Skip to main content

Sibling Stories

I have been thinking a lot about stories with strong sets of siblings lately. I have been reading The Penderwicks to Bit, rereading Harry Potter, and we recently checked out the Ramona and Beezus movie to watch so it is not hard to see why it has been coming to my mind. I love stories where the siblings are different yet incredibly close. I only have one sibling myself, my sister (who is awesome). She is my best friend yet we are very different. She is the extroverted, sensitive, artistic, flighty, dramatic one. I am the introverted, practical, nerdy, sensible, bossy and controlling one. And if I just made us sound like Elinor and Marianne Dashwood, that is not too far off the mark. I am enjoying watching my children's sibling relationship evolve too. It is fascinating to think about the bonds brothers and sisters share. My sister and I can fight like cats and dogs one minute and be laughing together like mad women the next. My husband, an only child, was completely freaked out the first time he witnessed this. There are some books that I have loved over the years that have awesome examples of siblings and I thought I would share my favorites.

The Ingalls Sisters
I wore out my childhood copies of the Little House books. I can't tell you how many times I have read them and  the draw for me was largely the relationship between the girls. The way they fought with and loved each other, the way they depended on and supported each other. It is awesome.

The Murrys
A Wrinkle in Time and company were my next big obsession after the Little House books. I love how the Murry family operates and how the relationships between the different Murry children are portrayed. Siblings facing major hardships show how strong their relationships truly are, and when your hardships are of the fantastical kind it makes for an even more awesome story.
I don't know how they could miss anyone's list of great sibling tales. They are the ultimate example of the power of the sibling bond. I think it is just as interesting to see their interactions with each other in A Horse and His Boy when they are adults in Narnia as it is to watch their interactions as children.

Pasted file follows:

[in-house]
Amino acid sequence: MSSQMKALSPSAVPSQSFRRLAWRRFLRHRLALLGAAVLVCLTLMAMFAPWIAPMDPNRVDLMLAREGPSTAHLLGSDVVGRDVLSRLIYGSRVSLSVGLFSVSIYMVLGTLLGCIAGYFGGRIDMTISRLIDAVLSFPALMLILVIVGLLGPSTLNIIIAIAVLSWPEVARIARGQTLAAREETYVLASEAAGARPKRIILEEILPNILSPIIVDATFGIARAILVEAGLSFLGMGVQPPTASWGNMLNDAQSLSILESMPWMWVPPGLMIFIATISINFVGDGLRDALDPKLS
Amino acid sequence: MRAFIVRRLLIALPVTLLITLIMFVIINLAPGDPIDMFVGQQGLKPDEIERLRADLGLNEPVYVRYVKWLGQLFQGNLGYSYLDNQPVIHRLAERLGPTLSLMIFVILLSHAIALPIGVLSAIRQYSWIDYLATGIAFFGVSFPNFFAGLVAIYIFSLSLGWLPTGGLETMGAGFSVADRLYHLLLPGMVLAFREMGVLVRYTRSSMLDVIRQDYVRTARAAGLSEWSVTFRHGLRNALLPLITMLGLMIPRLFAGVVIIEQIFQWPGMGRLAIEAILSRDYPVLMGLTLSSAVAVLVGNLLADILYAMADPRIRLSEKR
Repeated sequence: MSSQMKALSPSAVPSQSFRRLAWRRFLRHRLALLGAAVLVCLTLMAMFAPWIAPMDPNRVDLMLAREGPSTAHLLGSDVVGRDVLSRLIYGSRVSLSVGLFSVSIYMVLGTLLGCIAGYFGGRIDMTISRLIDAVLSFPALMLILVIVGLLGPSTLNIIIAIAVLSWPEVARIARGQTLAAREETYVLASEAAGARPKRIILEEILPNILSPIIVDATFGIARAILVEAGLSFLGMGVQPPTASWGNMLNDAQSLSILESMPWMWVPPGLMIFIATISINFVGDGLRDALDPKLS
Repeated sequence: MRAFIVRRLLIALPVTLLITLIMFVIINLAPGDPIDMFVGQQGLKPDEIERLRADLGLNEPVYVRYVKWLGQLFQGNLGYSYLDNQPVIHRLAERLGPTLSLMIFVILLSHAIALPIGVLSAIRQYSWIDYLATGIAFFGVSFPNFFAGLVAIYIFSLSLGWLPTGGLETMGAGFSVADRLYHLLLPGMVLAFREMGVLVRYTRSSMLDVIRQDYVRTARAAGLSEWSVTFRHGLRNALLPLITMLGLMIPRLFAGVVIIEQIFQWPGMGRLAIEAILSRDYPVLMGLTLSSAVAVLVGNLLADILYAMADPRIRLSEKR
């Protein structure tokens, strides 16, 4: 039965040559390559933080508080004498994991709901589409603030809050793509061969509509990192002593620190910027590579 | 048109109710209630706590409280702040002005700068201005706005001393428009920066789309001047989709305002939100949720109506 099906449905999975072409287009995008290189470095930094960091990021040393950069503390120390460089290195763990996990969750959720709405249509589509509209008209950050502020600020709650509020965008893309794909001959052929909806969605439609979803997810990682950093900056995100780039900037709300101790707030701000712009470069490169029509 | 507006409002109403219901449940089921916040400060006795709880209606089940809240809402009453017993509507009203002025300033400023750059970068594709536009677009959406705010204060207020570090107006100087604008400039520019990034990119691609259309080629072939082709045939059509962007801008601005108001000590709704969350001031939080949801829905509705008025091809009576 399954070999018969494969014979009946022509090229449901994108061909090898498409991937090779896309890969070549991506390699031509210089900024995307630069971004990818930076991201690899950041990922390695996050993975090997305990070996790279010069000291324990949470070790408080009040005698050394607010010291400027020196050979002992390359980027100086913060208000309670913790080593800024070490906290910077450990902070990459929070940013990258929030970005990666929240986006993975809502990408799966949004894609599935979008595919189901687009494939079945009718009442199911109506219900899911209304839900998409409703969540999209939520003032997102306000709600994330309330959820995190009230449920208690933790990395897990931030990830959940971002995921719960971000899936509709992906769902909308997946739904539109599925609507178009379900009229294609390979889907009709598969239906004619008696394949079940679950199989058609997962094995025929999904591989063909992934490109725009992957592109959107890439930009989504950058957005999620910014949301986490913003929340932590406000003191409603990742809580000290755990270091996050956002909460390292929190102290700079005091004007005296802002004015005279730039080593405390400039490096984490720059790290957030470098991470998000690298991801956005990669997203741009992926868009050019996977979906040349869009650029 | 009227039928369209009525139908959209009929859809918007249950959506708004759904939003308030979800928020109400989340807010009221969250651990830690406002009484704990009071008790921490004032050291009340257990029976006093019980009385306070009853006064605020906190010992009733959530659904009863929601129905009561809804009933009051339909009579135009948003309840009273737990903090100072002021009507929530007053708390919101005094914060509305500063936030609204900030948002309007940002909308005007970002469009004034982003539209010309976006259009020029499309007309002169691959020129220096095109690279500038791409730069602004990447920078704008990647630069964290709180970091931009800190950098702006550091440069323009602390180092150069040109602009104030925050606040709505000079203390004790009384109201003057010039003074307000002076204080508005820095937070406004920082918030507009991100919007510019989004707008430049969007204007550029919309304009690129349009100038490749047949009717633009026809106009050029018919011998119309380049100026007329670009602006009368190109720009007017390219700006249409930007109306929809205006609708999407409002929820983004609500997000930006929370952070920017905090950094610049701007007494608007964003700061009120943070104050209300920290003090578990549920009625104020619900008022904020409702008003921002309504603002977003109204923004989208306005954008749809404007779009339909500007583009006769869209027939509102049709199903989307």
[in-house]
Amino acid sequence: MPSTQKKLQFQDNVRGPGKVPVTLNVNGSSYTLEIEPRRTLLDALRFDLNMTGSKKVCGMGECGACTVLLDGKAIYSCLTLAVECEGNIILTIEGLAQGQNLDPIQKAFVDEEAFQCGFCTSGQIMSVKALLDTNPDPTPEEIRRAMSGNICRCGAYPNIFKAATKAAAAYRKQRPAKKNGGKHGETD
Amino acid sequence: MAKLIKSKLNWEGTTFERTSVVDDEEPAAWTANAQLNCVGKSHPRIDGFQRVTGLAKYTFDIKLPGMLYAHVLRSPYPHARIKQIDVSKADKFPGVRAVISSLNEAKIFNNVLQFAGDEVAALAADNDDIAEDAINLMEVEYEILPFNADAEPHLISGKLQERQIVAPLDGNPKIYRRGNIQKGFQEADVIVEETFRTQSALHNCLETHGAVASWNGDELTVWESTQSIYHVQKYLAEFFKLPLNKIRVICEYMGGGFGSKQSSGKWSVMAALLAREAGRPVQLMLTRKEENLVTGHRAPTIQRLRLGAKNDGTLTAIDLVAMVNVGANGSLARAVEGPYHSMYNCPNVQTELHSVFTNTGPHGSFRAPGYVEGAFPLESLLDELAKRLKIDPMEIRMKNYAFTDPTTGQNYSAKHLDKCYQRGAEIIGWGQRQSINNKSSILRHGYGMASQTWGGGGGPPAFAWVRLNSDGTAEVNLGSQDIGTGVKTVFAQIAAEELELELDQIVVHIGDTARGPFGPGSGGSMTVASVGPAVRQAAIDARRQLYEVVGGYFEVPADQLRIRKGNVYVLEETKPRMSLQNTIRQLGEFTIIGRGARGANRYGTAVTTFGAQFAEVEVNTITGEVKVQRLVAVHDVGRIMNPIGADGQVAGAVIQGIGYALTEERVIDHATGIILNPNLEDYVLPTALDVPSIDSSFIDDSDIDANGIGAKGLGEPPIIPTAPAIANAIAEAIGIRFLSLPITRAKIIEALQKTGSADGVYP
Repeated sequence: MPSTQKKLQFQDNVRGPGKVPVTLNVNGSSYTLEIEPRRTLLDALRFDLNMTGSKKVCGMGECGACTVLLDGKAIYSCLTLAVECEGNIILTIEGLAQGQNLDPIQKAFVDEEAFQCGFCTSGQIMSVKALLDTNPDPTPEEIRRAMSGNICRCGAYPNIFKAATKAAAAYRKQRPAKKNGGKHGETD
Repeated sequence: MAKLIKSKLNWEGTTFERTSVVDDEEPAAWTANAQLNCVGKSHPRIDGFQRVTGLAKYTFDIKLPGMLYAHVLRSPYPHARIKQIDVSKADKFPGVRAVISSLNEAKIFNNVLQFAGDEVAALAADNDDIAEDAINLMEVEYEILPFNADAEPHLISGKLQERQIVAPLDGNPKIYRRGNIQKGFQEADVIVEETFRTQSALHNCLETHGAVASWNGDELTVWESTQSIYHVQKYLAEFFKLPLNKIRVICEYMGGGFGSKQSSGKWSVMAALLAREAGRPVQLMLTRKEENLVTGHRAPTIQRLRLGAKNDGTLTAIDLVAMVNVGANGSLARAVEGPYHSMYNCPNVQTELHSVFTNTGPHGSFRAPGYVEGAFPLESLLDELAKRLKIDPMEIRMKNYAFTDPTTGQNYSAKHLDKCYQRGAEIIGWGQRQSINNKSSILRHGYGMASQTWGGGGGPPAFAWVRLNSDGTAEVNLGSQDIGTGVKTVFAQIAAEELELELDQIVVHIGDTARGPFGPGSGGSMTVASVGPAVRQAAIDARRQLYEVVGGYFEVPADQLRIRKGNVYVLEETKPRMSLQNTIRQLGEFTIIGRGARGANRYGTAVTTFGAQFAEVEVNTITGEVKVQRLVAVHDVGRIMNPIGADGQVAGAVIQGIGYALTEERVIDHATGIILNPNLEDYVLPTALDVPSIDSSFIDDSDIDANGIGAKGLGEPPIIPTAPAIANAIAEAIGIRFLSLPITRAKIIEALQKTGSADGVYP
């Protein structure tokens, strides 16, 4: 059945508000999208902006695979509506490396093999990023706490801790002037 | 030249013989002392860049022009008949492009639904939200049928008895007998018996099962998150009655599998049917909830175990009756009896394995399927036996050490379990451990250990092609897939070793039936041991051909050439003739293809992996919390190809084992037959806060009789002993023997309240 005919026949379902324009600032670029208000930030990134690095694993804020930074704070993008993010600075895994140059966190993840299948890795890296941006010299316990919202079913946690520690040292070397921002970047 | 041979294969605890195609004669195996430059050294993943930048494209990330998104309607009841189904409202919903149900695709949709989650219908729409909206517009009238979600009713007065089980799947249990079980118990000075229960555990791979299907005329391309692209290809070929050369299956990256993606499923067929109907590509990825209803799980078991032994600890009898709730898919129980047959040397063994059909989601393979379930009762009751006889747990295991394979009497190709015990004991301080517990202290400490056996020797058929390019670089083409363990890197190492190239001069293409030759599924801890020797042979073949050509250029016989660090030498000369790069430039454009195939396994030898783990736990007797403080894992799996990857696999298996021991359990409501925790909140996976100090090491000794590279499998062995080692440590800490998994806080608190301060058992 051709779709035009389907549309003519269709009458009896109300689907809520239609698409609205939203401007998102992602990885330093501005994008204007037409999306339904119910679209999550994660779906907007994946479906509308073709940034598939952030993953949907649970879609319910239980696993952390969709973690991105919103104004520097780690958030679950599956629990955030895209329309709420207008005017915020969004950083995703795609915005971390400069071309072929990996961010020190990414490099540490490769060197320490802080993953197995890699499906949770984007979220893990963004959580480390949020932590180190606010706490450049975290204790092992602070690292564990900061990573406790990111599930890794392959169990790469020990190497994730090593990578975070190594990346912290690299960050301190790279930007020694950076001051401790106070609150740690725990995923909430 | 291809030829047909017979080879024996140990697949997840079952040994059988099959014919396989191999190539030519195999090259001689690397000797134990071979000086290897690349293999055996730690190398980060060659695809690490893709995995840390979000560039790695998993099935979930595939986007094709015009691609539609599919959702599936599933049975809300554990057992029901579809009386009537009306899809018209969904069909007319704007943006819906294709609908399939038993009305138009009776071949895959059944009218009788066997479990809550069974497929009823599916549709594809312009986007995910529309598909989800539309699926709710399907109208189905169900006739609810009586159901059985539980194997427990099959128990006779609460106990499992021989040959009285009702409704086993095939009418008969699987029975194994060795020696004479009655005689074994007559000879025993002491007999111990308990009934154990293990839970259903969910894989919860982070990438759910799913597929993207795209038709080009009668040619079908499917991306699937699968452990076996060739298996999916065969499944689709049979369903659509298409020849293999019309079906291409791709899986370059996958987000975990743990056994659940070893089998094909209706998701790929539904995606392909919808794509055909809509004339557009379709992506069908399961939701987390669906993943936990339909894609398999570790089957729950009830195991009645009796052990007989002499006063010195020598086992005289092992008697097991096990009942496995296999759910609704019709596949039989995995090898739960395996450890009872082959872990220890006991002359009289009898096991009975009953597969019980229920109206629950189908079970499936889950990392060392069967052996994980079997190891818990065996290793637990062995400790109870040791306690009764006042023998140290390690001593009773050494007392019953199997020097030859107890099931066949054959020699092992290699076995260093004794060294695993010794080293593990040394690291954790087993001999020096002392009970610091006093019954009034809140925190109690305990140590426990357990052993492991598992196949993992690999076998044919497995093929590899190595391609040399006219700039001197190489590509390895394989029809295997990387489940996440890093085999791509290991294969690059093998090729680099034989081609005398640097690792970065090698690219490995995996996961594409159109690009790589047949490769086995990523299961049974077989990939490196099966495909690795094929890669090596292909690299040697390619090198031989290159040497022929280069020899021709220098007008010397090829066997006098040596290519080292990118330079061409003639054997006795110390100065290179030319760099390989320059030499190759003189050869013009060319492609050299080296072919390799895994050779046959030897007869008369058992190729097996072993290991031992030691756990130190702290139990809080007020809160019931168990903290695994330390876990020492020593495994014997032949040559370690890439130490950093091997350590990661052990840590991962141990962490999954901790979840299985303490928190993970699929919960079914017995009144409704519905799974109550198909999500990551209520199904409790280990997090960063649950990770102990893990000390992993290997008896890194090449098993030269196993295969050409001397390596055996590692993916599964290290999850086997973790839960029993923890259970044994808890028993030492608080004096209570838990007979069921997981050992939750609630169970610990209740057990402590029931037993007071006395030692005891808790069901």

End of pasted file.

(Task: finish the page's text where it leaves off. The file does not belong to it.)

The Weasleys
I really love them in ways that  can not be numbered. My only small quibble with the way they are written is that Fred and George are almost a little too much alike at times, but I like the way the work in sync so it doesn't bother me that much.

The Penderwicks
I love how the Penderwicks are all so different and yet can work together as a unit so well. I am also impressed by the way Birdsall is growing them all up, changing them and their relationships in a way that is natural and believable.

There are others who come to mind too:
The Bennets
The Dashwoods
The Cassons
Beezus and Ramona Quimby
The March Sisters
Claudia and Jamie Kincaid
The Stephenson Sisters
The Hardscrabbles
The Bastables
Jena and her sisters
Francesca and Lucca Spinelli

Comments

Popular posts from this blog

Shorter Musings MG Fantasy

Here are some shorter musings on recent MG fantasy reads. Anya and the Dragon   by Sofiya Pasternack This book is fun. It is a book full of adventure, an obvious bad guy, some more complicated morally gray area characters, and a strong, brave heroine. It is also a book about friendships, community, and fighting for what is right. All things that usually work for me really well. While I enjoyed this, I did feel it was a little overlong and there were certain plot points at the end I didn't love. However, there were things I thought were done really well, such as Anya's Jewish faith and the idea that power needs to be challenged. In the end it was a middle of the road read for me, but it is one I will certainly be recommending to dragon and fantasy adventure lovers I know! R is for Rebel   by J. Anderson Coats This is tough because I usually really like Coats's books. I had such a hard time with this one though on so many levels. It's difficult to get into because t